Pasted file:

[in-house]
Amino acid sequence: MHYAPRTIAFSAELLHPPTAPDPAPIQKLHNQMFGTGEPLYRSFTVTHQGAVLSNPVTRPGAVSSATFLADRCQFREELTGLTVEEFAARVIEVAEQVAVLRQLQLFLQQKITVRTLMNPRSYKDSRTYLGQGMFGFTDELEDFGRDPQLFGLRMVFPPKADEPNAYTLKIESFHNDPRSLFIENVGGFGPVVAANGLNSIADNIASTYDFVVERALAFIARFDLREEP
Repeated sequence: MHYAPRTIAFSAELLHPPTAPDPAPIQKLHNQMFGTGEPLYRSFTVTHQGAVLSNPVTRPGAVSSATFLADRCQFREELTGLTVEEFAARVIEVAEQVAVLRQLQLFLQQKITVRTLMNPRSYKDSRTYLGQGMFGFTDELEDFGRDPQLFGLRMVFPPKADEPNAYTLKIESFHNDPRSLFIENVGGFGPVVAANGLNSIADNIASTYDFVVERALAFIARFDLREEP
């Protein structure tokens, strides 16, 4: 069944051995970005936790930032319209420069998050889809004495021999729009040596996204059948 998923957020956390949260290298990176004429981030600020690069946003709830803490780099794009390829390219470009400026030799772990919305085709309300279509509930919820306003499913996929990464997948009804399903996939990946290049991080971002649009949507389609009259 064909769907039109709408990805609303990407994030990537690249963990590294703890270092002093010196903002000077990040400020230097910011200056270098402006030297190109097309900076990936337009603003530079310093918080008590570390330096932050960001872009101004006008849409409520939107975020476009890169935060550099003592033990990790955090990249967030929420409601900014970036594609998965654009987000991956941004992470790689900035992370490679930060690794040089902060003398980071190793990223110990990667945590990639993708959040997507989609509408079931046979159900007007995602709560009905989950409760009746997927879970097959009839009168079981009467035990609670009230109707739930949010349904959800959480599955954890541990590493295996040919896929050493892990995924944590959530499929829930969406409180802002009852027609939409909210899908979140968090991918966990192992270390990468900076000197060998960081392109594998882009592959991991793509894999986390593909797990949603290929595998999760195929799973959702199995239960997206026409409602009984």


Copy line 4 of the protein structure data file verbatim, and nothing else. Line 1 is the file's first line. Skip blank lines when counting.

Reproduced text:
């Protein structure tokens, strides 16, 4: 069944051995970005936790930032319209420069998050889809004495021999729009040596996204059948 998923957020956390949260290298990176004429981030600020690069946003709830803490780099794009390829390219470009400026030799772990919305085709309300279509509930919820306003499913996929990464997948009804399903996939990946290049991080971002649009949507389609009259 064909769907039109709408990805609303990407994030990537690249963990590294703890270092002093010196903002000077990040400020230097910011200056270098402006030297190109097309900076990936337009603003530079310093918080008590570390330096932050960001872009101004006008849409409520939107975020476009890169935060550099003592033990990790955090990249967030929420409601900014970036594609998965654009987000991956941004992470790689900035992370490679930060690794040089902060003398980071190793990223110990990667945590990639993708959040997507989609509408079931046979159900007007995602709560009905989950409760009746997927879970097959009839009168079981009467035990609670009230109707739930949010349904959800959480599955954890541990590493295996040919896929050493892990995924944590959530499929829930969406409180802002009852027609939409909210899908979140968090991918966990192992270390990468900076000197060998960081392109594998882009592959991991793509894999986390593909797990949603290929595998999760195929799973959702199995239960997206026409409602009984």